"Good to get another record out, to stand behind a backbeat. The holy dropping of the needle in
the groove is a ceremony i'm glad to be a part of. I feel that way when I'm up the glasgow art
school disco - born to boogie through my shoe and through the medium of media tedium. Spotlight
on the first-rate club "divine" - its occasional intervention in my saturday nights percolates
the second verse of a song i wrote called wonder understand. I like to celebrate the power of
the thwack of a track, dancefloors charged by plastic grooves filled with latent energy - like
athletic burt lancaster in academic spectacles"
"I've written a lot of songs now - their recording & appearance limited by finance but here we are standing front & centre & I'd like to think I got me a sound. Back in bezerkeley Berkeley studios with my ex-outfit The Wow Kafe shallow were the actions of the children of man & I d idn't Marc the tone to call my own fuzz glam hologram - Bill was the Legend on that one. But left to my own devices I probably would & here 'tis"
"A lot of Kafe stuff in particular sounds good to me still. In its purest form it's the sound of a city I wouldn't mind inhabiting, away from the smoked glass & too bright white light harshing your bus and buzz of espresso bongos and the timeless tom waits percussive hubcap symphonies, winter morning honeycombed, old wood lit by light & metropolitan metal golden grey. It's taken a little time to re-enable the feet thru the royster beat. Ask my friend Douglas, he'll know about this: I used to pack the song suitcase with words neither I nor anyone else was gonna use on the beach, conotation contortion that would've made Costello reach for his Revolver to turn off his mind, relax & float downstream. Life is still that way sometimes. But I hope you like the sounds"
Roy plays a gig in Hamburg on Saturday 5th November. See the live page for details
Ferme la Bouche 7" EP
(Pickled Egg Records, Egg 53)
Described by Rough Trade as "a fantastic songwriter from Glasgow", the story behind Roy Moller’s new single is something of an alternative history of Glasgow pop. Roy has contributed to Stevie Jackson-authored Belle & Sebastian songs such as 'Seymour Stein', 'Chickfactor', 'Travelin' Light' & 'Roy Walker' (named after him). Stevie has returned the favour by co-producing 'First You Fall In Love' and 'Speak When I’m Spoken To' on this EP, maintaining a tradition established by Roy's first single, 'Maximum Smile', released on Hamburg's Felicite Singles Club in 2003. Stevie also plays guitar on these tracks, which also feature Belle & Sebastian's Bob Kildea on bass. Moller seductively draws together the varying strands of West Coast pop and 60's shimmer, and when aligned to his frail strokes of melodic classicism, radiate with such warmth and disarming guile as to have you breathless. Roy’s way with melodies and harmony has earned him comparisons to Paul McCartney and the Beach Boys, as well as Ray Davies, and perhaps inevitably, Belle & Sebastian.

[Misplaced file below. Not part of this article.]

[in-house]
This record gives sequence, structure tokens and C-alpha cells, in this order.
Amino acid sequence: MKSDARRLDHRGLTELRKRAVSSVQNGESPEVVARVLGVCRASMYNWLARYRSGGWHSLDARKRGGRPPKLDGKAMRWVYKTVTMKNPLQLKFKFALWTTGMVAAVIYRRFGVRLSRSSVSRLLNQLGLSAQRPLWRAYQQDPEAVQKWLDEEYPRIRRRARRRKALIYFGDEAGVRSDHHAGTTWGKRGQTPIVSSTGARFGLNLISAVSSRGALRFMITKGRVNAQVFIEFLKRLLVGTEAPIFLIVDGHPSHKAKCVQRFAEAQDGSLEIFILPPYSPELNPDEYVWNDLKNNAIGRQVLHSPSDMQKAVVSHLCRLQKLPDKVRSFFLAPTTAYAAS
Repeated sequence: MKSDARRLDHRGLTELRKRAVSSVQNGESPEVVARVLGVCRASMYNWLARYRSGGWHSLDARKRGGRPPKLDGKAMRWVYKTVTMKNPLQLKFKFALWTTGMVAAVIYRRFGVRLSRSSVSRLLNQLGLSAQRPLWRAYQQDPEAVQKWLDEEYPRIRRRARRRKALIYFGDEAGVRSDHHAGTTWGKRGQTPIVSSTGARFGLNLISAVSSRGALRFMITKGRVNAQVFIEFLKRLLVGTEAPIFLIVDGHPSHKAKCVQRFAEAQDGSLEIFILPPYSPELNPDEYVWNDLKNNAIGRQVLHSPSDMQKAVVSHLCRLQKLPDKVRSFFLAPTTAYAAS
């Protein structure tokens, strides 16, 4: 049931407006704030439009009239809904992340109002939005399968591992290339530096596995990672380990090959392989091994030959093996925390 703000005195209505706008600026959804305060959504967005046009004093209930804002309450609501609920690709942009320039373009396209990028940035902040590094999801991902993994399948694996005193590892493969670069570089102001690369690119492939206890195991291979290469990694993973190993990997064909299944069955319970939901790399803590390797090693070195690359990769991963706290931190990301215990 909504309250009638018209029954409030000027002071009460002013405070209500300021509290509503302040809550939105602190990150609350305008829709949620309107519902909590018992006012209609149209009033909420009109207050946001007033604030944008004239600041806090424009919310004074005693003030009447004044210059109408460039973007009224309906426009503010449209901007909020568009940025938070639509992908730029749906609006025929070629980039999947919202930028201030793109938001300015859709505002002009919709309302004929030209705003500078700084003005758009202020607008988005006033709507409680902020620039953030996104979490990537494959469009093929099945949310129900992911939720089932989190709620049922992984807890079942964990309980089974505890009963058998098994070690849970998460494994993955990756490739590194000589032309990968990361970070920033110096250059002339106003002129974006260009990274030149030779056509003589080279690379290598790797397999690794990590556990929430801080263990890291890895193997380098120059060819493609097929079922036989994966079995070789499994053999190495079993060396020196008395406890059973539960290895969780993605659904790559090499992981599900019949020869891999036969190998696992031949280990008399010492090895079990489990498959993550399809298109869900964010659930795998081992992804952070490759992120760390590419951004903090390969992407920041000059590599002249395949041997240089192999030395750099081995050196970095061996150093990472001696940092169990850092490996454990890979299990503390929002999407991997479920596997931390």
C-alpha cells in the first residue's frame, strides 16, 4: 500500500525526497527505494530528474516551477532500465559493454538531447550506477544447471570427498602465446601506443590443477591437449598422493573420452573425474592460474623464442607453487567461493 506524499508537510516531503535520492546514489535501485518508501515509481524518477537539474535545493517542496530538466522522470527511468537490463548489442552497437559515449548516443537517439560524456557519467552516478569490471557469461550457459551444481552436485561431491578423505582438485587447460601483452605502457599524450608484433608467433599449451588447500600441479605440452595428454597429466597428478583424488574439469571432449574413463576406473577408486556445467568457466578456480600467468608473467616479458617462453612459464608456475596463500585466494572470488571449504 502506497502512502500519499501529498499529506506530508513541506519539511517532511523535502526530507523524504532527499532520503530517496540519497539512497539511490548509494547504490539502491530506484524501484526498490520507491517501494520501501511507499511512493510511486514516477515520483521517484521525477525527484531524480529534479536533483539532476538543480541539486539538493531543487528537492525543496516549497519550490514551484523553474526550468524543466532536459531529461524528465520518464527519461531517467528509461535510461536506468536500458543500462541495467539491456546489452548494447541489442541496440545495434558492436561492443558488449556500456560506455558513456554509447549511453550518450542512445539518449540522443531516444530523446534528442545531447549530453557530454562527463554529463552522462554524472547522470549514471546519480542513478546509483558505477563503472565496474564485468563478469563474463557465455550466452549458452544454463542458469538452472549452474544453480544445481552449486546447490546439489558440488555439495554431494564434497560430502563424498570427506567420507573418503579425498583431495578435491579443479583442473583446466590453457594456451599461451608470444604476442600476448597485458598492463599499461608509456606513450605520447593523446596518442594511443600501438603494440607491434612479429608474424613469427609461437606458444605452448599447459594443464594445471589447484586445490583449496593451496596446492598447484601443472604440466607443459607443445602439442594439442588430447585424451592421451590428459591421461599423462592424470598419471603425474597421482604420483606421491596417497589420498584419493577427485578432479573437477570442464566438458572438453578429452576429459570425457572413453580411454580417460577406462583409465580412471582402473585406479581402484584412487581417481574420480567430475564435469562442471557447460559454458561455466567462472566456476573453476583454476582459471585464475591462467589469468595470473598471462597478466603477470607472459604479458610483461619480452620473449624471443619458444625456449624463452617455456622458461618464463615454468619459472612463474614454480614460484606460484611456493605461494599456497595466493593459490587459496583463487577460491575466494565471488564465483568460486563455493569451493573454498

"Former Meth OD man returns with a goodie bag of newly penned classically tinged pop. ‘Ferme la Bouche’ features three sublime master class cuts of drifting wide-eyed West Coast shimmer pop that opens with the exquisitely crafted ‘First you fall in love’ that hazily beams with an alarmingly hip swinging British pop psychedelia mentality rather than the usual West Coast vibe that seems to be the happening thing these days and blessed with a catchy as hell late 60’s summer tang a la Traffic / Spencer Davis Group (‘Here we go round the Mulberry Bush’) and replete with enough sultry sun baked keys as to have the most ardent retro aficionado cooing in delight. Flip the disc for the ultra cool ‘Leave it well alone’ – softly baked to such a point that its not until its over that its charms hit you straight in the face as though some kind of delayed reaction is at force. And well ‘Speak when I’m spoken to’ what can I say, by far the best of the pack, if this doesn’t suck you in and have you falling head over heels in love then by rights you shouldn’t own a record player, remember the Busy Signals kaleidoscopic psyche pop being teased and tousled by elements of softly stirring top drawer lounge as found on ‘Baby’s first beats’ well magnify that ten fold, add in an army of serenading strings, melting arrangements and the euphoric pop brain of Pete ‘look I know how create a memorable epic to floor the listener’ Wylie and you have a cut so irresistibly fetching and sun dazed you swear the wax its cut into is melting" [Mark Barton, Losing Today]
'First You Fall in Love' (MP3)
'Leave it Well Alone' (MP3)
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